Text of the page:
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Shirley Murillo
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/ Categories: Weather, Women in Research

Shirley Murillo

Collecting hurricane data from inside the storm

Shirley Murillo is a research meteorologist at NOAA's Hurricane Research Division of the Atlantic Oceanographic and Meteorological Laboratory in Miami, Fla. She specializes in examining how hurricane winds change as they make landfall to assist forecasters in producing accurate and timely warnings for coastal communities.

Profile update: Shirley sat down for a Q&A at NOAA's National Hurricane Center in 2013. 


Why does your research matter?

The research I do matters because it helps the science community understand the behavior and structure of the hurricane surface wind fields. During the hurricane season, I create analysis maps of the surface wind field in real-time using all the available weather data. It is available to forecasters, the storm surge community and the public. These images visually explain the extent of the hurricane’s wind field and where the strongest winds lie.

What do you enjoy the most about your work?

I enjoy working with the data that we collect during the hurricane research flight missions. I like gathering the data while flying in the storm and analyzing it. It’s like playing detective trying to uncover what the storm is doing. Is it intensifying or weakening? Is the track of the storm changing?

Where do you do most of your work? In a lab? In field studies?

Most of my work is performed in my office with a computer. During the hurricane season I get to participate in hurricane flight research missions onboard NOAA P-3 aircraft.

What in your lab could you not live without?

My colleagues. I truly enjoy the science interactions I have with them. It can be in the form of a science meeting, a seminar or even chatting with someone in the hallway. Sometimes these interactions spark new research ideas.

If you could invent any instrument to advance your research and cost were no object, what would it be? Why?

If I had a magic wand and could invent an instrument it would be an unmanned aircraft that can carry the types of instruments (airborne radars, Stepped Frequency Microwave Radiometer, GPS dropsondes, etc.) that we use on the NOAA P-3s as well as newer state of the art instruments that can measure all the tropical cyclone meteorological parameters we need and can fly for 2-3 days without the need to fuel. Essentially I want an instrument (that is equipped with all the bells and whistles) to continuously take observations inside tropical cyclones.

" I like gathering the data while flying in the storm and analyzing it. It’s like playing detective trying to uncover what the storm is doing."

When did you know you wanted to pursue science?

I was always a curious kid and enjoyed learning about science. The first time I thought I could be a scientist was when I learned about the first American woman go to space –Sally Ride. It wasn’t until I experienced Hurricane Andrew (1992) in Miami, FL did I know that I wanted to become a meteorologist.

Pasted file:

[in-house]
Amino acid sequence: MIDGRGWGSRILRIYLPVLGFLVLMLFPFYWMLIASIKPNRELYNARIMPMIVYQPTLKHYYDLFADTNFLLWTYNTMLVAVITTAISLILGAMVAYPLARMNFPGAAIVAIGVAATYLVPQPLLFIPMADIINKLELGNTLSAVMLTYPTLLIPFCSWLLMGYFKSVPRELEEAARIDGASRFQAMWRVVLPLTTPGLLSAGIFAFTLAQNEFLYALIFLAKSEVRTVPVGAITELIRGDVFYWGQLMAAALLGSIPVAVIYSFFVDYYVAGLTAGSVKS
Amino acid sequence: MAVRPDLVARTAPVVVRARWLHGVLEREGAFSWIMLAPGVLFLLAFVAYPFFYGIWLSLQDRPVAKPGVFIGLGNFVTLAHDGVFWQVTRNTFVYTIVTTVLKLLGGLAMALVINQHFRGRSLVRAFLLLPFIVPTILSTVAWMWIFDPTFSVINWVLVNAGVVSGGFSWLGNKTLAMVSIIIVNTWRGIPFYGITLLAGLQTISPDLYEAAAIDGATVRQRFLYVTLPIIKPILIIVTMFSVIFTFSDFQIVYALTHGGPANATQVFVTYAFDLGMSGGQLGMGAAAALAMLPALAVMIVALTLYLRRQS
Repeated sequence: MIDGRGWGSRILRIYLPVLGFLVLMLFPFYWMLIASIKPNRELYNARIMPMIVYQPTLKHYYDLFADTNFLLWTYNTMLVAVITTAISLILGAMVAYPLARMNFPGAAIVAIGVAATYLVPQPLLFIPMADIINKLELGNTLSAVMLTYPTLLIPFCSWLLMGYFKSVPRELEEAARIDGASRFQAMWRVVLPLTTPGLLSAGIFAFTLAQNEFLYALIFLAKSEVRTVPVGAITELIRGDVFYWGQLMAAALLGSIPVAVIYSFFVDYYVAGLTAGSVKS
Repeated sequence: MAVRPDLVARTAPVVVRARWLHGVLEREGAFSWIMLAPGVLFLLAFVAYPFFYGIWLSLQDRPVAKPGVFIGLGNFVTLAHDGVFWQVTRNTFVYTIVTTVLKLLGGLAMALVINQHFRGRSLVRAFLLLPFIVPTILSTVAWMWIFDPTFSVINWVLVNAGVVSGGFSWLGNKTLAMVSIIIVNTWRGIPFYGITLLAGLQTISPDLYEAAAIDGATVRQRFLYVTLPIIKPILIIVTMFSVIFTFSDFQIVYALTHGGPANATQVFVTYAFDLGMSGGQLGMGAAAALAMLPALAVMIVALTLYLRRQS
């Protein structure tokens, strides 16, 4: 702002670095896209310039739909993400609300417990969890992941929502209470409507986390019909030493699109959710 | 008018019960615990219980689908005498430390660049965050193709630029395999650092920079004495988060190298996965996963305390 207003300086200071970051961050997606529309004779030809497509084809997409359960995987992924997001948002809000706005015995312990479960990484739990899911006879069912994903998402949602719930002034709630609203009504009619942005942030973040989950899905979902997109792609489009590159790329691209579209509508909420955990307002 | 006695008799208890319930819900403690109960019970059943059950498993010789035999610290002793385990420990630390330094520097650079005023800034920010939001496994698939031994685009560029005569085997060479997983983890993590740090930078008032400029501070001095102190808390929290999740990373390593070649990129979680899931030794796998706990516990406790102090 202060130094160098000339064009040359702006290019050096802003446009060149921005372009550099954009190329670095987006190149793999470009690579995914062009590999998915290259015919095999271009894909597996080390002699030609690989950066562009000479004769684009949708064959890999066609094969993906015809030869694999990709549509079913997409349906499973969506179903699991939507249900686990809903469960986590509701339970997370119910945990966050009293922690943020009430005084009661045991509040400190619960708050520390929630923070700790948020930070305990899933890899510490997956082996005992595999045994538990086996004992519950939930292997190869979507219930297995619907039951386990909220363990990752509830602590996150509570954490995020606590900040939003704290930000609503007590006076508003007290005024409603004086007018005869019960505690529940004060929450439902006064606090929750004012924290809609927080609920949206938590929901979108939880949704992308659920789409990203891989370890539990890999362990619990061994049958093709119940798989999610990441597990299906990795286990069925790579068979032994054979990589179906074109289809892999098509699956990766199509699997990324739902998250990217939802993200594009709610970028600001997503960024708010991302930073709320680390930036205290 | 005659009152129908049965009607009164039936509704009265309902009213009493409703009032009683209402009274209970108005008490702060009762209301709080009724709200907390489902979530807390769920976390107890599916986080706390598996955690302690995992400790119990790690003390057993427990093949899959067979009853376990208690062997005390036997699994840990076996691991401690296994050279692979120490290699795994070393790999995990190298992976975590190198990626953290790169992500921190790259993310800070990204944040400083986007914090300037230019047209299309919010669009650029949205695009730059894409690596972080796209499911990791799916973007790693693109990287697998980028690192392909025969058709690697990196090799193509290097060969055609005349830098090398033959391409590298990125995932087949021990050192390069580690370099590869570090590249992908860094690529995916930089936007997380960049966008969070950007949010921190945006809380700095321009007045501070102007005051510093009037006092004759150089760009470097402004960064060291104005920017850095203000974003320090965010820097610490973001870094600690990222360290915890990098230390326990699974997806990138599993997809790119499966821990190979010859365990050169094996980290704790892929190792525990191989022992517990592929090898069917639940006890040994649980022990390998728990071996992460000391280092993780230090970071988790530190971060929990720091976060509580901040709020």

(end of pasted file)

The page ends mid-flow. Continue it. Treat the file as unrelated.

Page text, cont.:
What’s at the top of your recommended reading list for someone wanting to explore a career in science?

The first book that comes to mind is Inside the Hurricane by Pete Davies. Pete spent one summer here at the Hurricane Research Division and shadowed many scientists. He also got the opportunity to fly into a hurricane and wrote about his experience in the book.

And how about a personal favorite book?

I have a few favorite books but my current favorite is Life of Pi by Yann Martel. It is about a young boy who is lost at sea after the ship he was traveling in sinks. He stuck on a lifeboat with a myriad of zoo animals (a zebra, a hyena, an orangutan and a tiger) that were also traveling on the ship. It is an interesting tale of survival that can be applied to daily life.

What part of your job as a NOAA scientist did you least expect to be doing?

I didn’t expect to be doing any media and outreach activities when I first started with NOAA. I now find it rewarding to able to communicate the research I do to a wide audience.

Do you have an outside hobby?

I have a few personal hobbies. I enjoy gardening and crocheting. I’m a foodie too. I love reading about food, talking about food and most of all tasting food. I also like to experiment in the kitchen by testing out recipes.

What would you be doing if you had not become a scientist?

That’s a tough one! Perhaps I would own and operate a vineyard.

Who is your favorite historical scientist and why?

Joanne Simpson. She was the first woman to obtain a PhD in Meteorology. I admire her for the scientific breakthroughs she made as well as her tenacity for pursuing a career in this field. She recently passed away.


Shirley Murillo earned a bachelor's degree in meteorology at Florida State University and a master's degree in meteorology from the University of Hawaii. She has participated in numerous research flights into tropical cyclones aboard NOAA's WP-3D aircraft over the Atlantic Basin and Gulf of Mexico. 


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